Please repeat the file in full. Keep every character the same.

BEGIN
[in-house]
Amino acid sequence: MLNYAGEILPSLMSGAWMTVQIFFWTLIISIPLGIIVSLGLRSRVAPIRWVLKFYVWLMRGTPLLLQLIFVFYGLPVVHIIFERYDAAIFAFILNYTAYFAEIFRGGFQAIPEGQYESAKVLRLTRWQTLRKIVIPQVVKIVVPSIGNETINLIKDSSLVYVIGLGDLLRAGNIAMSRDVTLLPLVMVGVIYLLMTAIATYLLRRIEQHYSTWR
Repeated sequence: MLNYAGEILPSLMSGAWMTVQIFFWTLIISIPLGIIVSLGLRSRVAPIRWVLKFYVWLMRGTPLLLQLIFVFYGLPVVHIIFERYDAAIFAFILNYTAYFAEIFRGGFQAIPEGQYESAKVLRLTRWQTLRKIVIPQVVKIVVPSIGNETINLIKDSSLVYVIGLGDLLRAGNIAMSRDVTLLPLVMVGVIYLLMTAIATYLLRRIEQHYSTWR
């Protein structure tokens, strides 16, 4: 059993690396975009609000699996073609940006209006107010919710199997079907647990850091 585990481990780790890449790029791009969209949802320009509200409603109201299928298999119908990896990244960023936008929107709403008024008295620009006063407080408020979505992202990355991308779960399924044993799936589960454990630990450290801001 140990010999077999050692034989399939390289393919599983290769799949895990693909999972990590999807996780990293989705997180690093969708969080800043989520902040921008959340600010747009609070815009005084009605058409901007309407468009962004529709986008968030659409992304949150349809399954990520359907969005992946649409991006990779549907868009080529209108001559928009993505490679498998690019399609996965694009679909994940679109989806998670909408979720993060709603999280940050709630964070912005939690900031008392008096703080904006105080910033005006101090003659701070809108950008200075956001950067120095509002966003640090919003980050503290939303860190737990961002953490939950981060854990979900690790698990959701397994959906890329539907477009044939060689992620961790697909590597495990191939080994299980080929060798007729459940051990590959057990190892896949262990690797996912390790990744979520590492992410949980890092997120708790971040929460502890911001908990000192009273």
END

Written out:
[in-house]
Amino acid sequence: MLNYAGEILPSLMSGAWMTVQIFFWTLIISIPLGIIVSLGLRSRVAPIRWVLKFYVWLMRGTPLLLQLIFVFYGLPVVHIIFERYDAAIFAFILNYTAYFAEIFRGGFQAIPEGQYESAKVLRLTRWQTLRKIVIPQVVKIVVPSIGNETINLIKDSSLVYVIGLGDLLRAGNIAMSRDVTLLPLVMVGVIYLLMTAIATYLLRRIEQHYSTWR
Repeated sequence: MLNYAGEILPSLMSGAWMTVQIFFWTLIISIPLGIIVSLGLRSRVAPIRWVLKFYVWLMRGTPLLLQLIFVFYGLPVVHIIFERYDAAIFAFILNYTAYFAEIFRGGFQAIPEGQYESAKVLRLTRWQTLRKIVIPQVVKIVVPSIGNETINLIKDSSLVYVIGLGDLLRAGNIAMSRDVTLLPLVMVGVIYLLMTAIATYLLRRIEQHYSTWR
């Protein structure tokens, strides 16, 4: 059993690396975009609000699996073609940006209006107010919710199997079907647990850091 585990481990780790890449790029791009969209949802320009509200409603109201299928298999119908990896990244960023936008929107709403008024008295620009006063407080408020979505992202990355991308779960399924044993799936589960454990630990450290801001 140990010999077999050692034989399939390289393919599983290769799949895990693909999972990590999807996780990293989705997180690093969708969080800043989520902040921008959340600010747009609070815009005084009605058409901007309407468009962004529709986008968030659409992304949150349809399954990520359907969005992946649409991006990779549907868009080529209108001559928009993505490679498998690019399609996965694009679909994940679109989806998670909408979720993060709603999280940050709630964070912005939690900031008392008096703080904006105080910033005006101090003659701070809108950008200075956001950067120095509002966003640090919003980050503290939303860190737990961002953490939950981060854990979900690790698990959701397994959906890329539907477009044939060689992620961790697909590597495990191939080994299980080929060798007729459940051990590959057990190892896949262990690797996912390790990744979520590492992410949980890092997120708790971040929460502890911001908990000192009273």